|VIVALDI Study (started June 2020, ends 31 March 2023)||Determine how many care-home staff and residents were infected with COVID-19 and inform decisions around the best approach to COVID-19 testing in the future.||Led by UCL in collaboration with Four Seasons healthcare, a large care home chain, and the Department of Health and Social Care.|
|Wastewater genomic surveillance||Study to evaluate whether genomic sequencing of wastewater samples can provide an alternative means of detecting and tracking virus variants in the population.||Funded by Department of Health and Social Care, UK, Natural Environmental Research Council, UK, COG-UK|
Each dataset was augmented by the sequencing data generated through COG-UK.
COG-UK HOCI study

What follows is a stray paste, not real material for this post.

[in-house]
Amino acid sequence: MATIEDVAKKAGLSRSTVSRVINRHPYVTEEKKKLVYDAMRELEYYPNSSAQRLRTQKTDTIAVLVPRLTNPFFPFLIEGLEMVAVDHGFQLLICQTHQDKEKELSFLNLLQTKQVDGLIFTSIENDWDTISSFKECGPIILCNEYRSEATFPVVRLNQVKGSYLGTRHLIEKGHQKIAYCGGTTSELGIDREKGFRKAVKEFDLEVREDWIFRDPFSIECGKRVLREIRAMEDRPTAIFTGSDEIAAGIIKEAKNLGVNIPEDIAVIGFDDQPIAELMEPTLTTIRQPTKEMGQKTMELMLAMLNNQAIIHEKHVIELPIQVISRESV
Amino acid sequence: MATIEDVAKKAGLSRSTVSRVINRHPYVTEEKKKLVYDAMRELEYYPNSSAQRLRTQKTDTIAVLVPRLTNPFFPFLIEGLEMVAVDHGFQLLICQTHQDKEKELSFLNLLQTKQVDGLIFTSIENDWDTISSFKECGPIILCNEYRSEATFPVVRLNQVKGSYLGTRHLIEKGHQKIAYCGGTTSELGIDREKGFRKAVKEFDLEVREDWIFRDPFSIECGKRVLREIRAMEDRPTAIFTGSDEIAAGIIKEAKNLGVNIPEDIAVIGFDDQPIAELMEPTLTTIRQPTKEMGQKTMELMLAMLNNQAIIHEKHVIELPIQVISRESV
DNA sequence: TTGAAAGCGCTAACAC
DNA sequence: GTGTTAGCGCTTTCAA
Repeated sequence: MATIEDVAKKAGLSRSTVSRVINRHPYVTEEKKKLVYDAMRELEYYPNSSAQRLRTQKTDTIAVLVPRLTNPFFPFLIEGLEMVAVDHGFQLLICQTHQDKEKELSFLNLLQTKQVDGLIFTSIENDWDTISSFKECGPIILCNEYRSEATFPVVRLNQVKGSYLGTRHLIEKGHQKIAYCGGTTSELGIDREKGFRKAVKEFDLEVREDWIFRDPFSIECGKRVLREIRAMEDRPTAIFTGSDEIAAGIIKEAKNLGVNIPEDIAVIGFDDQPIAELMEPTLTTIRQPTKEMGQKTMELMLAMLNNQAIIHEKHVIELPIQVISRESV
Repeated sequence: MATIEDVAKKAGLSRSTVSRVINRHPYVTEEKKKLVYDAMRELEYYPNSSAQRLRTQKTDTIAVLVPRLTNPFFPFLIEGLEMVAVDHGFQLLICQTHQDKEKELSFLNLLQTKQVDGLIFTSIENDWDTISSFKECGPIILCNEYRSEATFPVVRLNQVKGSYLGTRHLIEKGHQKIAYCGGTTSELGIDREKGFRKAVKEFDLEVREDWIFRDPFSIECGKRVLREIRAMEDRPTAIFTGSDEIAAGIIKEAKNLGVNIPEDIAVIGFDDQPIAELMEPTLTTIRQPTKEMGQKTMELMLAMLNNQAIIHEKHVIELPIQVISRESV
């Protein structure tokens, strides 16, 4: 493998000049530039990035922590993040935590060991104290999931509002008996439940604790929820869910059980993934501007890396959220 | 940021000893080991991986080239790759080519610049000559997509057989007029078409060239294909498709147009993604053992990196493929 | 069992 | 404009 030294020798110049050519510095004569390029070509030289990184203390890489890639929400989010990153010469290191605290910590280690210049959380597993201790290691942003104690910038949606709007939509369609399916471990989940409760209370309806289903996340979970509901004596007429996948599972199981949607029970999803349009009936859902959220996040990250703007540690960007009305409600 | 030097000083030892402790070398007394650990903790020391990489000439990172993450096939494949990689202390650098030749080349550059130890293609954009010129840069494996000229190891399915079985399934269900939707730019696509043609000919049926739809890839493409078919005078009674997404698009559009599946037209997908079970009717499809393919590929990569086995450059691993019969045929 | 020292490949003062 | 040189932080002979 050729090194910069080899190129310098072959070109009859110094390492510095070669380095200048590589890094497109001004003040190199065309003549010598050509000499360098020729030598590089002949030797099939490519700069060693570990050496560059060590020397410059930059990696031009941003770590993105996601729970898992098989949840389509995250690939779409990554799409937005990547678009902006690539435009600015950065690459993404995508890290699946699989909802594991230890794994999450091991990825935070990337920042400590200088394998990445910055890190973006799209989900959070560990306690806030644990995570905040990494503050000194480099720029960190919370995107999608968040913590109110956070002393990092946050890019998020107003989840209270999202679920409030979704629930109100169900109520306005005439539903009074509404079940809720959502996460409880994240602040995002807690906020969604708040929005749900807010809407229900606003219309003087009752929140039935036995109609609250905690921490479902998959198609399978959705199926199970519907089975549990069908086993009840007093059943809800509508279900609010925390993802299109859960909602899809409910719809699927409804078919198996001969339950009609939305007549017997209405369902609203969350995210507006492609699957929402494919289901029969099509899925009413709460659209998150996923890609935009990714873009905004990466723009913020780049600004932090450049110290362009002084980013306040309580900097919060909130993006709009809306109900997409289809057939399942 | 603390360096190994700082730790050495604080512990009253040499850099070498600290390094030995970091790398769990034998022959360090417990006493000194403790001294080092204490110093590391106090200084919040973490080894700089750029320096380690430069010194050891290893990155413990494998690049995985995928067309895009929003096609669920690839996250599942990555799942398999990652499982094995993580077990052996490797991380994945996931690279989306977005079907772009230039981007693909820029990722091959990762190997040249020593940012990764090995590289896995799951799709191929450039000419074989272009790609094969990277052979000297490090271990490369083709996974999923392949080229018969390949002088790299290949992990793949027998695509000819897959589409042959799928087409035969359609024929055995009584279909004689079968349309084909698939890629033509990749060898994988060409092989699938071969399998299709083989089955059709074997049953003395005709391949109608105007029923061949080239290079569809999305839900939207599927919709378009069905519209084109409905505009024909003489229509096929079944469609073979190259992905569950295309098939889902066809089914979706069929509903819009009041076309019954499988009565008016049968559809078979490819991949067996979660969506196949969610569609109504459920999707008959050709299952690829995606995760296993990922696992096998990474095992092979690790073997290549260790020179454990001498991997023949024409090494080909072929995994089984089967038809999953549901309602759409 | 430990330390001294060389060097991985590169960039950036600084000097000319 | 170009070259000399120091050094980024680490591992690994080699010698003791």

One of the earliest research projects funded by COG-UK was the Hospital-Onset COVID-19 Infections (HOCI) Study. The project was initiated in April 2020 by Professor Judith Breuer at University College London. Her aim was to assess the utility of integrating a report incorporating results from rapid-real-time genome sequencing within the hospital setting for the prevention and control of COVID-19. Previously retrospective studies had shown genome sequencing of epidemic viruses to be more effective at identifying transmission routes than infection prevention control investigations alone. In the case of the HOCI study, Breuer wanted to be much more proactive. According to James Blackstone who helped manage the project, Breuer wanted to 'look at the virus sequences of people while they were still in hospital and while they were still potentially transmitting to others, as vectors of transmission (whether it be staff, whether it be certain places) so that situations could be changed in order to prevent further transmission occurring' (Blackstone transcript).